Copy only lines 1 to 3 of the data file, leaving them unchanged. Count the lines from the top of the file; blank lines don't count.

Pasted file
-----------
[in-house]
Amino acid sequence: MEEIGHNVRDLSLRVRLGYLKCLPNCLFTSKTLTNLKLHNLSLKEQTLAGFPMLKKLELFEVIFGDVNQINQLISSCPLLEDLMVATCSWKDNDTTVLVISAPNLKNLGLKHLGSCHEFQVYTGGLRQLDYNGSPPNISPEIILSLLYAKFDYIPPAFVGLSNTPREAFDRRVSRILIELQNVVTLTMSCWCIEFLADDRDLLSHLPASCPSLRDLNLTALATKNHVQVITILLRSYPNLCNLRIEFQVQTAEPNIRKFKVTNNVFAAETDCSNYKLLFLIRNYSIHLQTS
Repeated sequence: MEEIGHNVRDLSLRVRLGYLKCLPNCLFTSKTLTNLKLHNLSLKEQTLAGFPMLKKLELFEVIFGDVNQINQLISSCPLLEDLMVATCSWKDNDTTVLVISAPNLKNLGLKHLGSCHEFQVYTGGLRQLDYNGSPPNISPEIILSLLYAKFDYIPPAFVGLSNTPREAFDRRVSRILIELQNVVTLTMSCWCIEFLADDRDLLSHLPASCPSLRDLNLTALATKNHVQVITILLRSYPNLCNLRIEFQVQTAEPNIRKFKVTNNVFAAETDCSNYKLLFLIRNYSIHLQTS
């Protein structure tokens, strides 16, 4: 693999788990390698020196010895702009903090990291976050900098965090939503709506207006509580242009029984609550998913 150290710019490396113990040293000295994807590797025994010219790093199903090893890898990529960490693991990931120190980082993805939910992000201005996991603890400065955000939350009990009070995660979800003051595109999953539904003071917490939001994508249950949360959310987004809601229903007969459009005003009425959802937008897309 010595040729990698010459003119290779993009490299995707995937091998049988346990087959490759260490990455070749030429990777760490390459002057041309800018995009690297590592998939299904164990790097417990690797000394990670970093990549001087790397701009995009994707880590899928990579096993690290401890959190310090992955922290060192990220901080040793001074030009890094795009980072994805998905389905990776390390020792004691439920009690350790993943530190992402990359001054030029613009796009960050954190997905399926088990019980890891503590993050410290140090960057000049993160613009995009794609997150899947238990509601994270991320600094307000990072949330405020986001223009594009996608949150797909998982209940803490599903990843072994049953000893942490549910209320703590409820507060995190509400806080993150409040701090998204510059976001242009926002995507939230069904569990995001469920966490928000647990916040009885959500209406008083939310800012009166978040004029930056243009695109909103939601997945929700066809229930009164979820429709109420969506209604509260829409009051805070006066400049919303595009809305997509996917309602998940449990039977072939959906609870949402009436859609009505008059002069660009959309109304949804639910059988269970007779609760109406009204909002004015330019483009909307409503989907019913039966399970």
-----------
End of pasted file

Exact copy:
[in-house]
Amino acid sequence: MEEIGHNVRDLSLRVRLGYLKCLPNCLFTSKTLTNLKLHNLSLKEQTLAGFPMLKKLELFEVIFGDVNQINQLISSCPLLEDLMVATCSWKDNDTTVLVISAPNLKNLGLKHLGSCHEFQVYTGGLRQLDYNGSPPNISPEIILSLLYAKFDYIPPAFVGLSNTPREAFDRRVSRILIELQNVVTLTMSCWCIEFLADDRDLLSHLPASCPSLRDLNLTALATKNHVQVITILLRSYPNLCNLRIEFQVQTAEPNIRKFKVTNNVFAAETDCSNYKLLFLIRNYSIHLQTS
Repeated sequence: MEEIGHNVRDLSLRVRLGYLKCLPNCLFTSKTLTNLKLHNLSLKEQTLAGFPMLKKLELFEVIFGDVNQINQLISSCPLLEDLMVATCSWKDNDTTVLVISAPNLKNLGLKHLGSCHEFQVYTGGLRQLDYNGSPPNISPEIILSLLYAKFDYIPPAFVGLSNTPREAFDRRVSRILIELQNVVTLTMSCWCIEFLADDRDLLSHLPASCPSLRDLNLTALATKNHVQVITILLRSYPNLCNLRIEFQVQTAEPNIRKFKVTNNVFAAETDCSNYKLLFLIRNYSIHLQTS